Wednesday, April 04, 2007

Animal acupuncture is growing trend

Before Susan Erika Argeres gets her needles ready for her next patient, she puts her stool on top of the examining table.

"Tucker likes to mark his territory," she says.

That's pretty typical on a visit to the vet for dogs like Tucker, a 3-year-old Welsh terrier. What comes next might not be.

Argeres is a doctor of veterinary medicine. But she's also a certified veterinary acupuncturist and part of what she says is a growing trend in Albuquerque.

She plies her needles at various clinics in Albuquerque and makes several house calls a day. In 2003, Argeres opened Argeres Animal Alternatives, where she does massage and acupuncture.

In all, she estimates there are about 25 holistic vets in Albuquerque, 15 of whom do acupuncture.

"You have to be an actual veterinarian to do this," Argeres said.

House calls are usually about $80 and clinic treatments range from $55 to $65, she said.

Finding their way to Argeres is a natural step for most of her clients, she says.

"I think my clients care for their pets how they care for their own well-being. A lot of my clients do treat their medical condition holistically, as well," she said.

Argeres focuses on orthopedic issues. She treats ailments such as hip dysplasia, disk disease often found in dachsunds, arthritis, stiffness and geriatric muscle wasting.

She says some other acupuncturists focus on behavioral issues, seizures, epilepsy and gastrointestinal disorders.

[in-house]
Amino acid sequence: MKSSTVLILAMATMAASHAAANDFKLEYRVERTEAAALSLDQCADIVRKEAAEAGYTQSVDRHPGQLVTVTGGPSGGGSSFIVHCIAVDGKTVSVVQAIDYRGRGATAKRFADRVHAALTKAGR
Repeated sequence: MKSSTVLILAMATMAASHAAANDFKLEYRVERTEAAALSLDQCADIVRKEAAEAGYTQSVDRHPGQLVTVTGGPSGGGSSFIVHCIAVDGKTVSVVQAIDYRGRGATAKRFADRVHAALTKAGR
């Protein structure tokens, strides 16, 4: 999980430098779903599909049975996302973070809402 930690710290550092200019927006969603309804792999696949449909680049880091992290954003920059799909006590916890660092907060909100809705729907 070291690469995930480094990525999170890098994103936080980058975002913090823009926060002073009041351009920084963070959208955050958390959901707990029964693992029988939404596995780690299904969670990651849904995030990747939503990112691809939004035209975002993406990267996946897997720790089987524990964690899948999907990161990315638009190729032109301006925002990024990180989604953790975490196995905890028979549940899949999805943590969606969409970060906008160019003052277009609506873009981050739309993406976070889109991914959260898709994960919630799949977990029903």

You can tell whether it works by watching the animal, she said. "Sometimes it works wonderfully and sometimes it doesn't. It's wonderful when an animal responds," she said.

Buster was a bulldog that she treated. He came in dragging his legs and barely walking.

"I told the clients `I'm not sure we'll be able to help him,' " she says.

"Now he doesn't even need acupuncture anymore."

Carol Bell, Buster's owner, said an injury as a puppy got worse, and he kept dragging his legs.

"After the acupuncture, he got up and started walking - after the first treatment. He is a miracle dog," she said.

Jacqueline Sams is Argeres' only client with a cat at the moment. Logan, a black domestic short-hair, was suffering from severe joint degeneration.

"I was surprised when the vet suggested it. But our pets are like our kids, and we were willing to try anything," she said. "His general attitude toward life has improved. He is able to jump and move around."

You can also see the treatment having some effect while it's happening.

Tucker, the Welsh terrier with a penchant for marking his territory, first came to see Argeres in July 2006 for lameness in his left knee.

On a recent visit, Argeres greeted her woolly-haired friend. After he sat down on a familiar pink blanket, she massaged his whole body.

Tucker turned in various positions, tilting his head back to make sure Argeres got all the appropriate areas.

"They will usually let you know where they need to be massaged," Argeres said.

As Tucker got the rubdown, he started to lightly drip from the nose and let out several large yawns. He also began to make yummy noises with his mouth.

Those were all signs that Tucker was "in the zone."

Argeres began to insert tiny needles into various points in his body and continued massaging while the needles were in there.

"Good boy, Tucker, sweetie pie. You OK, little man?" she says.

Tucker couldn't talk, but his disposition said he was more than OK.

His eyelids began to get heavy. Tucker was so relaxed, in fact, that he just lay back despite the fact that he had about a dozen needles on his back.

Black said Tucker wasn't always this calm.

"When I first brought him in, I had to keep him under control," she said.

Now Tucker just spreads out on the little blanket and lets Argeres work her magic.

Barbara Madaras, whose sheltie named Joey regained use of a leg through the treatment, said she thinks dogs are especially open to the benefits of acupuncture.

"Pets don't have the cynicism humans do. They totally accept it. They don't come into it with any skepticism or foregone conclusions," she said.